I had an invitation for dinner at a friend’s place. Fellow foodies will be there, I was informed. I was looking forward to it.

Come d-day, my wife and I dressed in our casual best. After all, there were fellow foodies to be impressed. The invitation was for 7.30 p.m., which essentially means “Don’t even think of showing up before 8.30.” We followed the dictum and were pleasantly surprised to be one of the last ones in.

Now, with foodies around, the talk quickly veered toward the inevitable. The recent trip to Bangkok and the fabled street food thereof, the trip to Calcutta and the kati rolls, the trip to China and the Peking duck. There was even talk of the recent trip to Sylhet and the Pabda fish with Hatkora (beef would have been too obvious).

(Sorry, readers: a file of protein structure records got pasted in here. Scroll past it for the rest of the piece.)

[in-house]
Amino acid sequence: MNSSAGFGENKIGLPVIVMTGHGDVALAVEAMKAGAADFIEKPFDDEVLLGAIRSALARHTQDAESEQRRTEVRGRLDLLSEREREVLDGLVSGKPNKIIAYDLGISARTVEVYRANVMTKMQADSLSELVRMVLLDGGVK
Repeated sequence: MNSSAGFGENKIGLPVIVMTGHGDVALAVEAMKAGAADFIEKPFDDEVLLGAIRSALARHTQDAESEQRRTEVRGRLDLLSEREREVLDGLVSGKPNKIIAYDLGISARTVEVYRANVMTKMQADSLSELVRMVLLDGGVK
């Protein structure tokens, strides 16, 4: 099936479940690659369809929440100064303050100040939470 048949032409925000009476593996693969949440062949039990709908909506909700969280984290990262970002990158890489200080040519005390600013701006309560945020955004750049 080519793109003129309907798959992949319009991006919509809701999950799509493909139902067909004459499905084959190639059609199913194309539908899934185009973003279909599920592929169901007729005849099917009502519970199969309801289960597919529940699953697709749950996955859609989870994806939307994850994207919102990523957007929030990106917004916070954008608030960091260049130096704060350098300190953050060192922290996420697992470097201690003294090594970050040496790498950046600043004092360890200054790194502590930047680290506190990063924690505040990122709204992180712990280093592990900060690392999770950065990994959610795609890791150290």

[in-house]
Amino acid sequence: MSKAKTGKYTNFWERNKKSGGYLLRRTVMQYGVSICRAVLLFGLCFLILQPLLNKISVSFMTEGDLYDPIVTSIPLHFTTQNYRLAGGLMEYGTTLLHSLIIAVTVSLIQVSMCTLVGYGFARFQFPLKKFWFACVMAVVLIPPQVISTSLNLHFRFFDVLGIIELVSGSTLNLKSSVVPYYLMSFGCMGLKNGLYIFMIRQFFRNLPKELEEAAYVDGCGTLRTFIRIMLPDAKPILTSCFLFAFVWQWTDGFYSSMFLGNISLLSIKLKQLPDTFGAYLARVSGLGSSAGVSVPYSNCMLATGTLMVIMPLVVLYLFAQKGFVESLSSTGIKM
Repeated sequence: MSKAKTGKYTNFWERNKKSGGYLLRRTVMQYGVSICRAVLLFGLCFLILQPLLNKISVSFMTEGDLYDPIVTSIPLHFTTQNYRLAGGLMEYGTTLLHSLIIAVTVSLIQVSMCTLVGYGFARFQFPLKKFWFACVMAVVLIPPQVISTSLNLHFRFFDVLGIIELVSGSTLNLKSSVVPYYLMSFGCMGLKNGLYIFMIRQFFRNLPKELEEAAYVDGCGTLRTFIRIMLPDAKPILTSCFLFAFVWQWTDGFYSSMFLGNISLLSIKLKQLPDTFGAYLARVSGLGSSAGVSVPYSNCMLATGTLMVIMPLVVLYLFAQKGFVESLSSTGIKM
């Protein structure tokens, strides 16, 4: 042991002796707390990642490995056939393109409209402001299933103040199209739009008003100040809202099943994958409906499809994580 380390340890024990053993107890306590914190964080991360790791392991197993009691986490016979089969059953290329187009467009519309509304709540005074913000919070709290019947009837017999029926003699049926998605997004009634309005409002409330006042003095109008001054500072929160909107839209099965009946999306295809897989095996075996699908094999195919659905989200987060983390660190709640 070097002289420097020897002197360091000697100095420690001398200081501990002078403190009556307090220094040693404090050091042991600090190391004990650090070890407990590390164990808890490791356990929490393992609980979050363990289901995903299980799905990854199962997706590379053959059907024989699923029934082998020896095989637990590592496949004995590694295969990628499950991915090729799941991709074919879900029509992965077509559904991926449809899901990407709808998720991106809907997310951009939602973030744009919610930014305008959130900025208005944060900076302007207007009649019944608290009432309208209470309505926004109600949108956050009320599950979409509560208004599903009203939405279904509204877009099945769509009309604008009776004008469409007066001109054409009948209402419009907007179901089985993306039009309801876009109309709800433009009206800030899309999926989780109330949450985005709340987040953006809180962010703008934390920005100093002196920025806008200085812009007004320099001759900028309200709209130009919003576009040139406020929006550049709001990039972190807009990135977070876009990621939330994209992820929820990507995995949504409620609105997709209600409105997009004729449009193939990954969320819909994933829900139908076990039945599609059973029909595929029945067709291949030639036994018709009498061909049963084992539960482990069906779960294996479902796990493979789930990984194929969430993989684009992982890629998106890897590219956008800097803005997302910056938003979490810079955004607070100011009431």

Keeping with the spirit, the food served was quite out of the ordinary. There was tender chicken breast (pre avian flu days) stuffed with mildly sautéed shrimp in béarnaise, steamed asparagus with garlic mayonnaise, fish fillets seasoned with parsley, lightly battered and shallow fried to perfection, a stir fry of fresh oyster mushrooms and cauliflower. There was bread with extra virgin olive oil. Not to mention the wonderfully crunchy green salad with nice light vinaigrette. For desserts, we had fresh kiwi fruit sliced and a delicious lemon tart. All in all, a great experience, an eminently enjoyable dinner, albeit no wild mushrooms, not even Norwegian salmon, no truffles, no airy fluffy soufflés. It still was unique enough and nice enough.